Downtown’s future looking up

Leaders may consider guidelines for vertical redevelopment

Taller downtown buildings could mean steep decisions for Lawrence city commissioners.

That was a major point that came out of Day 1 of a two-day goal-setting session by Lawrence city commissioners on Monday.

“I see downtown at a crossroads about how it will grow up,” City Manager David Corliss told commissioners. “And I don’t mean chronologically. I actually mean vertically.”

Corliss told commissioners that he expects developers to begin discussing redevelopment plans with the city that would place a lot of emphasis on expanding downtown Lawrence upward.

“We don’t have a lot of values picked out about how that would look and feel,” Corliss said. “That is something I think we’re going to need to talk about.”

Commissioners agreed, and several said they see a need to take action in some way to draw more people to downtown.

“Absent some movement to re-energize, I think we really are on the precipice,” Mayor Sue Hack said. “I think a lot of us have had conversations with small-business owners who are concerned about the times we’re in.”

But more development – and particularly more dense, urban-style development – will create several questions commissioners need to answer. Corliss said the city should start thinking about whether it wants to financially partner with the private sector to redevelop portions of downtown.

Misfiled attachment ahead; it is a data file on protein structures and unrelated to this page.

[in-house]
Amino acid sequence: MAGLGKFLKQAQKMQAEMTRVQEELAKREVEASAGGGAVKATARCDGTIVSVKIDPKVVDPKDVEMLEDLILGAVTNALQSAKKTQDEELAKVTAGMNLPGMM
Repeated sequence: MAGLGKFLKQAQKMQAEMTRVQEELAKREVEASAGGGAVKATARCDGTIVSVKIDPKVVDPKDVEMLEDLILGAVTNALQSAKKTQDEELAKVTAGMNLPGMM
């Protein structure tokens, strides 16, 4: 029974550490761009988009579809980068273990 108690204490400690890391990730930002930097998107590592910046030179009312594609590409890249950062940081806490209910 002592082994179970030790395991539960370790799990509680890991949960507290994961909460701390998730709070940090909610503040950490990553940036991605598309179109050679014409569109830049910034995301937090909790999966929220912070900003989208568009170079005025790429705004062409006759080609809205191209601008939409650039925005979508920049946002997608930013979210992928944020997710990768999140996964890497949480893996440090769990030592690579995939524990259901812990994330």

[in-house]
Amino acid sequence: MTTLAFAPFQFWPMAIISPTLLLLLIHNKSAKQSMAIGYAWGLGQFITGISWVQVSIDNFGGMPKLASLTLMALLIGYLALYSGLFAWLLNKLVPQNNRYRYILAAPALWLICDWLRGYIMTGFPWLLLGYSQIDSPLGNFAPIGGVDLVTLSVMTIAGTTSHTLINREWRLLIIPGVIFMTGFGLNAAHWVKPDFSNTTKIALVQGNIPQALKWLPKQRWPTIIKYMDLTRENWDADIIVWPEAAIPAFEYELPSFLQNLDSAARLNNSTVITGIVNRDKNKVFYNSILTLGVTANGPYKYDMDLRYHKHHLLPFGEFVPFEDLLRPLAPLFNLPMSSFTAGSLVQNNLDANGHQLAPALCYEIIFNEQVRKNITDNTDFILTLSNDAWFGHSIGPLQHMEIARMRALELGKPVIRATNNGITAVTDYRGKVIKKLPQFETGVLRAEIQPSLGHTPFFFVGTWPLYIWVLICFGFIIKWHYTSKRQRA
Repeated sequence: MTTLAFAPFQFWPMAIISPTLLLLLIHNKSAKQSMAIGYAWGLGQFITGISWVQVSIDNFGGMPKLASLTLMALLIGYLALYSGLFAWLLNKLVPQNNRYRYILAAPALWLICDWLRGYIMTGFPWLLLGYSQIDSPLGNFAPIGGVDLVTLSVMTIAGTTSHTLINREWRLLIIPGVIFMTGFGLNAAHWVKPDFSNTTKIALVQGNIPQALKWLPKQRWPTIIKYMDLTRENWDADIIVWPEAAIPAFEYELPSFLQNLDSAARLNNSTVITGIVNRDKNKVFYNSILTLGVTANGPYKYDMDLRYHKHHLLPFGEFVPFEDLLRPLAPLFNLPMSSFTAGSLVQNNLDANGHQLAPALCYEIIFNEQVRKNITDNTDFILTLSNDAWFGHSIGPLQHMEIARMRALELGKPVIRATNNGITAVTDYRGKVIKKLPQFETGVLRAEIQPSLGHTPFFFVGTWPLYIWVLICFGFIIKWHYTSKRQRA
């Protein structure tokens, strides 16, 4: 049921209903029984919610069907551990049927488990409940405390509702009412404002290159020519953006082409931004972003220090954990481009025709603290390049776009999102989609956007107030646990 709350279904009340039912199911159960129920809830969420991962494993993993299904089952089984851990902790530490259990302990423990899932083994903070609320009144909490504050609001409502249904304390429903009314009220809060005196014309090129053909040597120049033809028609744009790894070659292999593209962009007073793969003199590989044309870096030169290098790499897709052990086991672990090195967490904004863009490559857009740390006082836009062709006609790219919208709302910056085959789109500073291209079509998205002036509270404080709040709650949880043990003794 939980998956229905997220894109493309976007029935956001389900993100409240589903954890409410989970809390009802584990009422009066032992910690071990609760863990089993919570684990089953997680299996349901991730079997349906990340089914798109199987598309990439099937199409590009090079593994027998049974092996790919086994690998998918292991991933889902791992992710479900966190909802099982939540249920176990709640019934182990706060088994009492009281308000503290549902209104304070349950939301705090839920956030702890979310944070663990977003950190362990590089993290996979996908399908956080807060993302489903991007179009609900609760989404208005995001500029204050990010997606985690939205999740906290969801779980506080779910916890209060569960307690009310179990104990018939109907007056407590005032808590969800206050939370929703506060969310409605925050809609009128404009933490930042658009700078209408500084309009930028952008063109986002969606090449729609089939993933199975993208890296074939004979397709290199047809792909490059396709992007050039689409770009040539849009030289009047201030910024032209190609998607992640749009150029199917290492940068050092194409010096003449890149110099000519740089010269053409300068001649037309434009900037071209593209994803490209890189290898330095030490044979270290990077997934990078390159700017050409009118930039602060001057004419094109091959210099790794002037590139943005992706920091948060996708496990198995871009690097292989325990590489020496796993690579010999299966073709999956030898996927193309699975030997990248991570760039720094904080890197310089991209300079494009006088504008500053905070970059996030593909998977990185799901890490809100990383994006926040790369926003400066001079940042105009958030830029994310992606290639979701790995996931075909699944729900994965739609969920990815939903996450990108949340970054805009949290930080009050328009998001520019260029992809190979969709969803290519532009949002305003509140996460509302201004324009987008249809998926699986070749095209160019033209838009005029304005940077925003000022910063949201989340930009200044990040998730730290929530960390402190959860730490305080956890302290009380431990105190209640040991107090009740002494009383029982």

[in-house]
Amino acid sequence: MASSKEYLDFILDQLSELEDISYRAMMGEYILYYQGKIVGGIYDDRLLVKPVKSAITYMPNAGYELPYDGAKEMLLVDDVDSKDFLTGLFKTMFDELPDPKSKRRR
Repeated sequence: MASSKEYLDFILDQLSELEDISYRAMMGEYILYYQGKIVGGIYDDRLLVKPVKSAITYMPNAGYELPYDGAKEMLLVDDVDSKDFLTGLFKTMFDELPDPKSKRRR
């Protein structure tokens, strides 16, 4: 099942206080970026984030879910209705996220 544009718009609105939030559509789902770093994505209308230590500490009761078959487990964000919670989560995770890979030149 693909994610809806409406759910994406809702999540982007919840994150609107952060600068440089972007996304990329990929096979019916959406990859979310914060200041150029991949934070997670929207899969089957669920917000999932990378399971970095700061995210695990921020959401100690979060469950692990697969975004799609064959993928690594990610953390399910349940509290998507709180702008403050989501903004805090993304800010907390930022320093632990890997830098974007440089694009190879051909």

Commissioners didn’t reach a consensus, but there was some caution sounded.

“We need to be actively participating, but that doesn’t necessarily mean monetarily,” City Commissioner Mike Dever said. “The private sector is the one that needs to step up to the plate.”

Commissioners also said the community needs to think about how new development – such as redeveloping major portions of Vermont or New Hampshire streets – would change the overall character of downtown.

Commissioner Rob Chestnut said there certainly would be “unintended consequences,” such as rising property values, that might make it more difficult for independent retailers to afford downtown rents.

“Significant redevelopment will have some impact on the character of downtown, no matter how we do it,” Chestnut said. “I wonder if there needs to be a fairly broad discussion about the downtown corridor.”

Commissioner Boog Highberger said he thought the city’s downtown efforts should be focused on encouraging more residential development there. He said if enough residents are added to downtown, new retail establishments naturally will follow.

Commissioner Mike Amyx, who owns a downtown barbershop, said whatever direction the city takes on downtown, it ought to take it cautiously.

While economic times are difficult now, he said, downtown still is performing relatively well compared with other parts of the city.

“It seems like we are doing something pretty right currently,” Amyx said. “I think what a lot of people believe is that if we can make it better, fine. But don’t screw it up.”

Commissioners will continue their goal-setting session from 3:30 p.m. to 6 p.m. today at City Hall, Sixth and Massachusetts streets.